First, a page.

Then I noticed some flashing lights behind me. Assuming it was a snowplow, I just kept piddling along, oblivious. But the lights were so close and so insistent that finally I pulled into a driveway to let it pass. At that point Gretchen noticed that what had been following me wasn't a snowplow, but the cops, the heat, the pigs, donut enthusiasts. Oh brother. I inhaled deeply a few times, knowing I probably still had Christmas brandy on my breath. I could definitely still feel it working its magic inside my body. Indeed, the brandy might have been the only thing keeping me calm. Boy, was I a calm and collected gentleman when those two Woodstock cops (a man and a woman) came to my door. They proceeded to tell me that I'd been weaving all over the road and "driving slowly." "We were looking for a Chinese restaurant," I explained. Gretchen chimed in that this was a Jewish tradition, and that the reason we were driving slowly was because there was a blizzard a'happening. The male cop assured us that nothing would be open in Woodstock, that this wasn't the big city.He then asked for my license and my registration and went off to run checks on them. Of course, nobody has anything on me and I came up clean. The male cop returned to my window and asked if I'd had anything to drink or to smoke and I insisted that of course I hadn't. The wind was blowing so hard that I knew there'd be no way for him to smell it on my breath. At this point he became somewhat defensive, saying that he was just doing his job, that there was a blizzard going on and we had been driving suspiciously. The best tact to take at this point in such situations is to be magnaminous, something cops always fail to see as the condescension it really is. The cop gave me my license back and I was free to go.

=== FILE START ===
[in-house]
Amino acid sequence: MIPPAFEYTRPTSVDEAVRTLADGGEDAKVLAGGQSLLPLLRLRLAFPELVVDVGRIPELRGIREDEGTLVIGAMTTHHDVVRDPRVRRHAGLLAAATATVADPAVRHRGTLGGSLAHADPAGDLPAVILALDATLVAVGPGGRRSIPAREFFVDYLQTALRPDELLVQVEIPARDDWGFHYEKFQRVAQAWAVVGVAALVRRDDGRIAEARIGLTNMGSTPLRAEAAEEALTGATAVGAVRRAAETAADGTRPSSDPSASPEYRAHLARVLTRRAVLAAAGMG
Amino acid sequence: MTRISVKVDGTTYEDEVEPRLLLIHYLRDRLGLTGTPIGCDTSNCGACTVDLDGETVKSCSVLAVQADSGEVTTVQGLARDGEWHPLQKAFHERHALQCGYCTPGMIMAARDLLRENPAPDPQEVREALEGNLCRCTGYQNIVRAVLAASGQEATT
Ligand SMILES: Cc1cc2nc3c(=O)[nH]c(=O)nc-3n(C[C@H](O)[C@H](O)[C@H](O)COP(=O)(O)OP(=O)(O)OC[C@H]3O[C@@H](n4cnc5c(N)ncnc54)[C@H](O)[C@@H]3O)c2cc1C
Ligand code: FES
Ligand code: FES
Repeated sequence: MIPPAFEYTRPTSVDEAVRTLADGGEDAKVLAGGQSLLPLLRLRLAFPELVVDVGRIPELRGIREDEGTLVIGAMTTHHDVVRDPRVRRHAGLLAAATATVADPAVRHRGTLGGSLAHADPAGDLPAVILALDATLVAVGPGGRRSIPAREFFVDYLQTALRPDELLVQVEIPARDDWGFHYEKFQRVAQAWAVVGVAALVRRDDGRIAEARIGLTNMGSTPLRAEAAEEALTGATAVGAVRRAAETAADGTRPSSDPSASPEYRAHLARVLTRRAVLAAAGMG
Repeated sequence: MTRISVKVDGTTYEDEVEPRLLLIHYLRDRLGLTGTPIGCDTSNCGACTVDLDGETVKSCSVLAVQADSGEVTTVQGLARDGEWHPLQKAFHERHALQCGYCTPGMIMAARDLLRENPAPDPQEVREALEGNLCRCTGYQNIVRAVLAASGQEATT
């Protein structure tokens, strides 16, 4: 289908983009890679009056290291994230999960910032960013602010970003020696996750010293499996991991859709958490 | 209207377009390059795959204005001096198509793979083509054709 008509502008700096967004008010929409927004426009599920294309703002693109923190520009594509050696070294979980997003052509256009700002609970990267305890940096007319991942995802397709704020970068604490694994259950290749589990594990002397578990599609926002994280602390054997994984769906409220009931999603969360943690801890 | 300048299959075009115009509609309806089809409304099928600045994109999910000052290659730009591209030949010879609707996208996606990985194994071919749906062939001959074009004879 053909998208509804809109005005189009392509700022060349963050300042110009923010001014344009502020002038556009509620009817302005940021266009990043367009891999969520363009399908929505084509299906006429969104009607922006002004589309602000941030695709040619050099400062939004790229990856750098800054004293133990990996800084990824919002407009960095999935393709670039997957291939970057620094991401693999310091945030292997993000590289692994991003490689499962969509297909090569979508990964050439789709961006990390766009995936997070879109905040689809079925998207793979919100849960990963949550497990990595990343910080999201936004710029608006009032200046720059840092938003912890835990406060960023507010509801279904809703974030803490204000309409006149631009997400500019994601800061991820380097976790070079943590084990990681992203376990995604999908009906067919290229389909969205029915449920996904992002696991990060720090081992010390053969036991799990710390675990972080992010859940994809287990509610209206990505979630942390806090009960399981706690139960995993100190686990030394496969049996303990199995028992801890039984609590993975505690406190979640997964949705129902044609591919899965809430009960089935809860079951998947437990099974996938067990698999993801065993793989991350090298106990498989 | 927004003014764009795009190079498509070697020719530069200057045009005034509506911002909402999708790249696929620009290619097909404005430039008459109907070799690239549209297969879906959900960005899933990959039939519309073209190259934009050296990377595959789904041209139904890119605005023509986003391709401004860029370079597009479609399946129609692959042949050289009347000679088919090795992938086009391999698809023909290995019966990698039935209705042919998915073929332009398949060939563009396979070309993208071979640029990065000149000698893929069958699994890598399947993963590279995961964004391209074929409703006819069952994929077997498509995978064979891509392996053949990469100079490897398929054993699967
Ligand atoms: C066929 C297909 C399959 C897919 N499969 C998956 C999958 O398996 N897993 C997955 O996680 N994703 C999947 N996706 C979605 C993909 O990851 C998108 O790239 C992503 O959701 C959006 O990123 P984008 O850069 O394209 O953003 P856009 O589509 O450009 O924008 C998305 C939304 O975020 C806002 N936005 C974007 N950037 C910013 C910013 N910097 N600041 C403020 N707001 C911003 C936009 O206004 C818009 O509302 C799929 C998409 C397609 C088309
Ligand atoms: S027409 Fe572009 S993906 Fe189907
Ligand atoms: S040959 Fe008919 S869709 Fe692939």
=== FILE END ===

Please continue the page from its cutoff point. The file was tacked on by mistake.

Heading back through downtown Woodstock, we saw some lights on in the Wok and Roll, a Japanese restaurant. So I pulled into the parking lot and Gretchen went in to investigate. It was open, so that was where we did our Jewish Christmas. I loved my food, which included one sushi roll, sake, and other fine Japanese delicacies. Gretchen doesn't eat sushi, not even the vegetarian kind, and her options were mostly limited to noodle dishes. She did order a tofu dish, but it turned out to be way too soft for her liking, and I had to eat it all. She didn't like the dumplings because they tasted too much like seaweed and she thought her noodles were far too slimy. You can see why we don't often go to Japanese restaurants together. Nonetheless, we were the only customers in the joint, so we left a fabulous tip.
We skipped the movie and went straight home, whereupon Gretchen immediately devoured a bowl of cereal.
The power was still out and the latent heat in the house was starting to dwindle away, so we fired up the woodstove. I'd bring in an armload of snow-covered logs and stick them on top of the stove to dry out while others burned beneath. After a few hours we had so much heat in the living room that Edna the cat was stretching out in the linear leisure posture she normally reserves for August.
On my suggestion, Gretchen got her guitar and bootleg songbook of folk songs and she played and sang for at least an hour. Gretchen doesn't do this very often because she tends to be self-conscious about performance, but she has a beautiful singing voice.